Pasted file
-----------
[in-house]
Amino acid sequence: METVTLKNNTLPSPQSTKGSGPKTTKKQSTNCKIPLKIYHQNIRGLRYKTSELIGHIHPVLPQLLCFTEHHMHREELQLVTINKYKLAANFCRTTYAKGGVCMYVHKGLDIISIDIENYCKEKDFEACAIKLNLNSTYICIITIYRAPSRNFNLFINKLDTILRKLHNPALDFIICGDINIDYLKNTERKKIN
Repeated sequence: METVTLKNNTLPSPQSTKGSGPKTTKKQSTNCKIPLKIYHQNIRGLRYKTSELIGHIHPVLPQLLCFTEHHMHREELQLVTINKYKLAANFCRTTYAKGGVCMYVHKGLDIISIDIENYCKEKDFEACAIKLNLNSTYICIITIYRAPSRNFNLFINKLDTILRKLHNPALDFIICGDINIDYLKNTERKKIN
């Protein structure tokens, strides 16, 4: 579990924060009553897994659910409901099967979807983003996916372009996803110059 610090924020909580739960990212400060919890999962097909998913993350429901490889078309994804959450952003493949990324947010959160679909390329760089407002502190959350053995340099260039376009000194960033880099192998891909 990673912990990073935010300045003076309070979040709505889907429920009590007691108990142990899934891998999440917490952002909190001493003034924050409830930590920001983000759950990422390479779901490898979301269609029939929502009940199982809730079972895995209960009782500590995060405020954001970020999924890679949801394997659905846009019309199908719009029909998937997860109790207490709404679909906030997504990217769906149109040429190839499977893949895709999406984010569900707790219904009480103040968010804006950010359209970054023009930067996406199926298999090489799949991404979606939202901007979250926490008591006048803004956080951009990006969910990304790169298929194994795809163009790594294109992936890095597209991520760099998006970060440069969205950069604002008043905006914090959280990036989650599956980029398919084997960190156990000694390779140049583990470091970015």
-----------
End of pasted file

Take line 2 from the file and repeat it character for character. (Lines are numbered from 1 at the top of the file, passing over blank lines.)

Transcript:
Amino acid sequence: METVTLKNNTLPSPQSTKGSGPKTTKKQSTNCKIPLKIYHQNIRGLRYKTSELIGHIHPVLPQLLCFTEHHMHREELQLVTINKYKLAANFCRTTYAKGGVCMYVHKGLDIISIDIENYCKEKDFEACAIKLNLNSTYICIITIYRAPSRNFNLFINKLDTILRKLHNPALDFIICGDINIDYLKNTERKKIN